If you have two grand masters, one  in the same data center as the clients,  connected to them over 10G networks and one that is connected by a dial up modem on a phone at 3800 baud,  and the first advertises itself as being 100 nanoseconds from GPS time while the second advertises itself as 50 nanoseconds from GPS time, the BMC says the client is stuck with the second one. The original PTP standard does not have any smart way of improving this situation because it’s designed for dumb clients on 1 wire networks, not smart clients on a complex enterprise networks.

Even worse, the original PTP standard has no way to deal with bad grand master clocks that send out bad time but claim to be accurate. When the Euronext system failed 2 years ago, a broken grand master clock went off time by 35  seconds but kept claiming to be accurate down to the nanosecond. According to the original PTP standard, the clients would be forced to keep using that bad time even if they could detect the problem.  In fact, if you interpret the basic PTP standard in a way that makes it easy to write dumb clients, the Grand Masters themselves are supposed to turn off if they see a “better” time source.  So in the situation described in the preceding paragraph, the clock on the 10G network is supposed to go silent and let the packets coming over the dial up telephone modem control the clients. That’s why the proposed Enterprise PTP Profile has that snide line about the “so-called best master clock” algorithm. BMC often chooses a clock that is far from the best.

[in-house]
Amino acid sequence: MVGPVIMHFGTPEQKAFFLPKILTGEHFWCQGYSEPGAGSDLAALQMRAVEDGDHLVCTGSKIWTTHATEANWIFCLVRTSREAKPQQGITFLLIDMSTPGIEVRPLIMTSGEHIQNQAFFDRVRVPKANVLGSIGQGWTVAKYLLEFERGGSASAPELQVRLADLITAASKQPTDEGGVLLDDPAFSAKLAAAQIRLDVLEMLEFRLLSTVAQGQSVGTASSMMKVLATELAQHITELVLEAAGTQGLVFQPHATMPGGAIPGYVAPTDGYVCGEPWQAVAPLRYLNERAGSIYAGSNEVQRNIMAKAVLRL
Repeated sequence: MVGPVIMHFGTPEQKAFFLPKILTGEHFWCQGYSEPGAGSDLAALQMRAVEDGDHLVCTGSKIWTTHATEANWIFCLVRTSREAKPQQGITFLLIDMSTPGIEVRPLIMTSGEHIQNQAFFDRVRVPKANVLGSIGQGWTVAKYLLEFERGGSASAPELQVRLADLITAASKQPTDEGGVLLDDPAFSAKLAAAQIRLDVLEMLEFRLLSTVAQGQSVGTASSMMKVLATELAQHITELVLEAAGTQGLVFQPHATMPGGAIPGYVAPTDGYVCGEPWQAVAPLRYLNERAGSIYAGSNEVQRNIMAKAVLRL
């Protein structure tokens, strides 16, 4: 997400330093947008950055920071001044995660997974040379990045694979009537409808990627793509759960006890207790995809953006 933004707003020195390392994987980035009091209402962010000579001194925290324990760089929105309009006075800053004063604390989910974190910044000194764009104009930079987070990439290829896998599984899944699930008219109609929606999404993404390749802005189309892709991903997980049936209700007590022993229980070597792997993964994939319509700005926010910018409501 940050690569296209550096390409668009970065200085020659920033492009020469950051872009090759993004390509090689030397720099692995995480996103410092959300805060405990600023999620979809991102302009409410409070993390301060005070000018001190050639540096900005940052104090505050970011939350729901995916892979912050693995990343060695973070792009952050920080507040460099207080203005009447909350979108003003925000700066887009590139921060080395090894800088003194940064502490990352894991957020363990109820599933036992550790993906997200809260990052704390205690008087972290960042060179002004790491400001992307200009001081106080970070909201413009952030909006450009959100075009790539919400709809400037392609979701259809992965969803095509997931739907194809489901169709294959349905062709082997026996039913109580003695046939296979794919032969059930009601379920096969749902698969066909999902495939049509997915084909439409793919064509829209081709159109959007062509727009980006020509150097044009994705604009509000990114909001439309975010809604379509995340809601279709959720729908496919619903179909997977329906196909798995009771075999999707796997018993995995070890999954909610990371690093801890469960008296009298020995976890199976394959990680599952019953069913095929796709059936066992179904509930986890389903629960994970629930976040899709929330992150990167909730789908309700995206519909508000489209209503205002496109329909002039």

TimeKeeper is based on a smart client approach. Our clients will switch to a better PTP or NTP source from a clock that goes wrong because the primary goal is to track time accurately even when the standard is inadequate. TimeKeeper stays compatible with the standards but makes decisions in a wider context.  We run multiple client contexts for both PTP and NTP at the same time and use real-time data analysis to figure out which one gets to control the clock.  This system is used in some of the most demanding transaction systems in the financial trading markets.

PTP-2008, the latest version of the standard, makes some halting steps towards fixing the BMC problem through complex (untested and unimplemented) ideas like Grand Master Clustering. PTP-2008 also adds the possibility of “profiles” that can replace or amend BMC at the cost of making the standard less standard. Both the  Telecom Profile and the proposed Enterprise Profile explicitly develop ways defeat the BMC.  Here’s something from the Enterprise Profile proposal:

 Slave clocks MUST be able to operate properly in a network which contains multiple Masters in multiple domains.  Slaves SHOULD make use of information from the all Masters in their clock control subsystems.